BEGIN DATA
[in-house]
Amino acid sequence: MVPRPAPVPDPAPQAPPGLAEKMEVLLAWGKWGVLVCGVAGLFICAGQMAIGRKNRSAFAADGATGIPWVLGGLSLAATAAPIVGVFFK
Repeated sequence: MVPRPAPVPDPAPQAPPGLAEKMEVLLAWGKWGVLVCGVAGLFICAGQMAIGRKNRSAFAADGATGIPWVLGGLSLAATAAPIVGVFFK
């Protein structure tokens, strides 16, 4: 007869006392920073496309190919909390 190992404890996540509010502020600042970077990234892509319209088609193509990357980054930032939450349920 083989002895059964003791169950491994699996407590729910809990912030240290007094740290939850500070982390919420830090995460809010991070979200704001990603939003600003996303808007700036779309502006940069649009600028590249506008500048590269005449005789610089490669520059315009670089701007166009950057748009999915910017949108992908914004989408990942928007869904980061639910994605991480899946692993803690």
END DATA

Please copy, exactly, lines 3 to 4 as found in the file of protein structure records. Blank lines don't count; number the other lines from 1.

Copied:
Repeated sequence: MVPRPAPVPDPAPQAPPGLAEKMEVLLAWGKWGVLVCGVAGLFICAGQMAIGRKNRSAFAADGATGIPWVLGGLSLAATAAPIVGVFFK
């Protein structure tokens, strides 16, 4: 007869006392920073496309190919909390 190992404890996540509010502020600042970077990234892509319209088609193509990357980054930032939450349920 083989002895059964003791169950491994699996407590729910809990912030240290007094740290939850500070982390919420830090995460809010991070979200704001990603939003600003996303808007700036779309502006940069649009600028590249506008500048590269005449005789610089490669520059315009670089701007166009950057748009999915910017949108992908914004989408990942928007869904980061639910994605991480899946692993803690």